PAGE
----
by Elka Worner
The architect of some of California’s groundbreaking climate legislation plans to convert a 35-acre campus at the Port of Los Angeles into a premier ocean research, and start-up incubator for the ocean-based blue economy.
“We are to the blue economy what Silicon Valley was to information technology in terms of innovation,” said AltaSea CEO Terry Tamminen, who took the helm of the non-profit in January.
It isn’t the first time officials have touted the job-generating potential of the public-private institute, which was launched in an abandoned warehouse in 2014. “AltaSea is going to be our Google here in the harbor area,” Los Angeles City Councilman Joe Buscaino said at the time.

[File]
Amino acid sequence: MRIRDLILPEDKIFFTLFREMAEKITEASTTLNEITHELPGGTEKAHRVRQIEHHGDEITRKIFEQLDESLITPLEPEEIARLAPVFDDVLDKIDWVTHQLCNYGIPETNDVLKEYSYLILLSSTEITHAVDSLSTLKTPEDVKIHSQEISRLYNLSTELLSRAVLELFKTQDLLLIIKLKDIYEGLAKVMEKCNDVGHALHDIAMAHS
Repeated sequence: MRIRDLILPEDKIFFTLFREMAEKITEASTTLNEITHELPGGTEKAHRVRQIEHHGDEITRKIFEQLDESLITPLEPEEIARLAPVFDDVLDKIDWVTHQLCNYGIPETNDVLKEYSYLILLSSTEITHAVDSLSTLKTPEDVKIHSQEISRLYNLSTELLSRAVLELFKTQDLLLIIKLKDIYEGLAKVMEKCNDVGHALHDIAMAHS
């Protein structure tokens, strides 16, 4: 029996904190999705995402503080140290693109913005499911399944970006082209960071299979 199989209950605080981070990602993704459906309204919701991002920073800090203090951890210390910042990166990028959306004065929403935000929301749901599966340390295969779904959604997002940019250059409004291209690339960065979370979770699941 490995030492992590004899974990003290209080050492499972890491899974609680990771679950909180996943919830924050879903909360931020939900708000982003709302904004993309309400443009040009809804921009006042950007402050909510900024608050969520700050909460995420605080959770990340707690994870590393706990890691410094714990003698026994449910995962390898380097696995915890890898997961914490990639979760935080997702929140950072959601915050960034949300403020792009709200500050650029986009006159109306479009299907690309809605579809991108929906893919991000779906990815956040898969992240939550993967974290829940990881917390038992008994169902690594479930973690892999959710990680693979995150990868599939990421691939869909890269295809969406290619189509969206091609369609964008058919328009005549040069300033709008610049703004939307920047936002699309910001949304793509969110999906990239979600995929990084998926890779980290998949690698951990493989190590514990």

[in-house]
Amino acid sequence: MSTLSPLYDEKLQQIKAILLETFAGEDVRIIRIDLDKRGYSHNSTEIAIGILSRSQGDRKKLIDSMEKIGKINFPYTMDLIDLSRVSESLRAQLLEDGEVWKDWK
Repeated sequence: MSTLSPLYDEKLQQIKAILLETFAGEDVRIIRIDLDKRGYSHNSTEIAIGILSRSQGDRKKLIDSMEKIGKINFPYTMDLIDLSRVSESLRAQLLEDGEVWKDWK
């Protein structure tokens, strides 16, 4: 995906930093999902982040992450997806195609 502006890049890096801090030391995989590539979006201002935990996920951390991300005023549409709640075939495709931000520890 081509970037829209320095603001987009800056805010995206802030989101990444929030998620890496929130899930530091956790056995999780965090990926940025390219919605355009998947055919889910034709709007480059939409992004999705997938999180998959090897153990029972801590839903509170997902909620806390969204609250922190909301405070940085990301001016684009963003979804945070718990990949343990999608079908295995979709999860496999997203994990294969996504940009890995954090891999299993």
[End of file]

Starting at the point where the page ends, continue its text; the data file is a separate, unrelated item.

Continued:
But progress stalled, fundraising fell through, and former CEO Tim McOsker left to run for Los Angeles City Council in the upcoming November election.
Last year, Tamminen came in as a consultant to “refresh the business plan” and help with the transition. The environmental activist not only impressed the board with his expertise in marine conservation, climate change and renewable energy, but his fundraising prowess as well. He was seen as the shot of adrenaline AltaSea needed, and was offered the CEO position.
“Terry is a humble guy with unremitting energy who pulls into the campus every day driving his hydrogen powered car,” AltaSea’s Robin Aube said. “He genuinely cares about the future of the Earth.”